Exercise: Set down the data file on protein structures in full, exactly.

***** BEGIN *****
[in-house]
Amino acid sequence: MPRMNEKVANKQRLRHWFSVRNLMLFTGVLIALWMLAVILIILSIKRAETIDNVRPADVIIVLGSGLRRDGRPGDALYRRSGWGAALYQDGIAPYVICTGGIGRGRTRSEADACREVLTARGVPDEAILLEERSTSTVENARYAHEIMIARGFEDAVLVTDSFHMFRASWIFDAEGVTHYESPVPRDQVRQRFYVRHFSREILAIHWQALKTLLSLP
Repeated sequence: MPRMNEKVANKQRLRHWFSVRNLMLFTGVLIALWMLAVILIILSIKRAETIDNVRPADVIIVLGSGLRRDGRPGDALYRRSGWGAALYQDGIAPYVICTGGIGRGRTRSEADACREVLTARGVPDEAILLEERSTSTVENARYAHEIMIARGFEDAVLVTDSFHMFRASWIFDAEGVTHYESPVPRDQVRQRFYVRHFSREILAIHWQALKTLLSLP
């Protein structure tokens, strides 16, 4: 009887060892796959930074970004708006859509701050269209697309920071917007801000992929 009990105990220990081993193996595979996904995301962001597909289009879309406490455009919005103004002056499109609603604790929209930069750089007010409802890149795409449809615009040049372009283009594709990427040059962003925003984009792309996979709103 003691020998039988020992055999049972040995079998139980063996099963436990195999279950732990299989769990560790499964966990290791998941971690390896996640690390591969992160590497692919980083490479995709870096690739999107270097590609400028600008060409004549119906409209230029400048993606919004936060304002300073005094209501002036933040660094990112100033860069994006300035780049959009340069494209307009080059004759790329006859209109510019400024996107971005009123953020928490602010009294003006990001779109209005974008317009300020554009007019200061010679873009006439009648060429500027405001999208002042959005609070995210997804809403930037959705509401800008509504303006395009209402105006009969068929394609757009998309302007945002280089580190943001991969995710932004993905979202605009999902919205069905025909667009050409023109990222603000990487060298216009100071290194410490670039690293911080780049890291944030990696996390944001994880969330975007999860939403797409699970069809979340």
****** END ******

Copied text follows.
[in-house]
Amino acid sequence: MPRMNEKVANKQRLRHWFSVRNLMLFTGVLIALWMLAVILIILSIKRAETIDNVRPADVIIVLGSGLRRDGRPGDALYRRSGWGAALYQDGIAPYVICTGGIGRGRTRSEADACREVLTARGVPDEAILLEERSTSTVENARYAHEIMIARGFEDAVLVTDSFHMFRASWIFDAEGVTHYESPVPRDQVRQRFYVRHFSREILAIHWQALKTLLSLP
Repeated sequence: MPRMNEKVANKQRLRHWFSVRNLMLFTGVLIALWMLAVILIILSIKRAETIDNVRPADVIIVLGSGLRRDGRPGDALYRRSGWGAALYQDGIAPYVICTGGIGRGRTRSEADACREVLTARGVPDEAILLEERSTSTVENARYAHEIMIARGFEDAVLVTDSFHMFRASWIFDAEGVTHYESPVPRDQVRQRFYVRHFSREILAIHWQALKTLLSLP
């Protein structure tokens, strides 16, 4: 009887060892796959930074970004708006859509701050269209697309920071917007801000992929 009990105990220990081993193996595979996904995301962001597909289009879309406490455009919005103004002056499109609603604790929209930069750089007010409802890149795409449809615009040049372009283009594709990427040059962003925003984009792309996979709103 003691020998039988020992055999049972040995079998139980063996099963436990195999279950732990299989769990560790499964966990290791998941971690390896996640690390591969992160590497692919980083490479995709870096690739999107270097590609400028600008060409004549119906409209230029400048993606919004936060304002300073005094209501002036933040660094990112100033860069994006300035780049959009340069494209307009080059004759790329006859209109510019400024996107971005009123953020928490602010009294003006990001779109209005974008317009300020554009007019200061010679873009006439009648060429500027405001999208002042959005609070995210997804809403930037959705509401800008509504303006395009209402105006009969068929394609757009998309302007945002280089580190943001991969995710932004993905979202605009999902919205069905025909667009050409023109990222603000990487060298216009100071290194410490670039690293911080780049890291944030990696996390944001994880969330975007999860939403797409699970069809979340």